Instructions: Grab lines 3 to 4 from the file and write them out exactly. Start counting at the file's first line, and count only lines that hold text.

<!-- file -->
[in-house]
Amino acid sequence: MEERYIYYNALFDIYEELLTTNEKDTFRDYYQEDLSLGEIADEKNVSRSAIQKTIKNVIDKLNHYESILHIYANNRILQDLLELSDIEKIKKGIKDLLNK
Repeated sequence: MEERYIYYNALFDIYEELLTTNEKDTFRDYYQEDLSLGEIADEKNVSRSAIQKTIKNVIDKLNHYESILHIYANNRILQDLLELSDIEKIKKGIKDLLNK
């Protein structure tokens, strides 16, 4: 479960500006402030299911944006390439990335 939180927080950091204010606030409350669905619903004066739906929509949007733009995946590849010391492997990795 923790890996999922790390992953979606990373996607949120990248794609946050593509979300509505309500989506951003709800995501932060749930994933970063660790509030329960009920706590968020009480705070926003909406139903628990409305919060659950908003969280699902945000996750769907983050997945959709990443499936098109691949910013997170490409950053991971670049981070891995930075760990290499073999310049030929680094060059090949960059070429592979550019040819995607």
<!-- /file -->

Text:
Repeated sequence: MEERYIYYNALFDIYEELLTTNEKDTFRDYYQEDLSLGEIADEKNVSRSAIQKTIKNVIDKLNHYESILHIYANNRILQDLLELSDIEKIKKGIKDLLNK
């Protein structure tokens, strides 16, 4: 479960500006402030299911944006390439990335 939180927080950091204010606030409350669905619903004066739906929509949007733009995946590849010391492997990795 923790890996999922790390992953979606990373996607949120990248794609946050593509979300509505309500989506951003709800995501932060749930994933970063660790509030329960009920706590968020009480705070926003909406139903628990409305919060659950908003969280699902945000996750769907983050997945959709990443499936098109691949910013997170490409950053991971670049981070891995930075760990290499073999310049030929680094060059090949960059070429592979550019040819995607």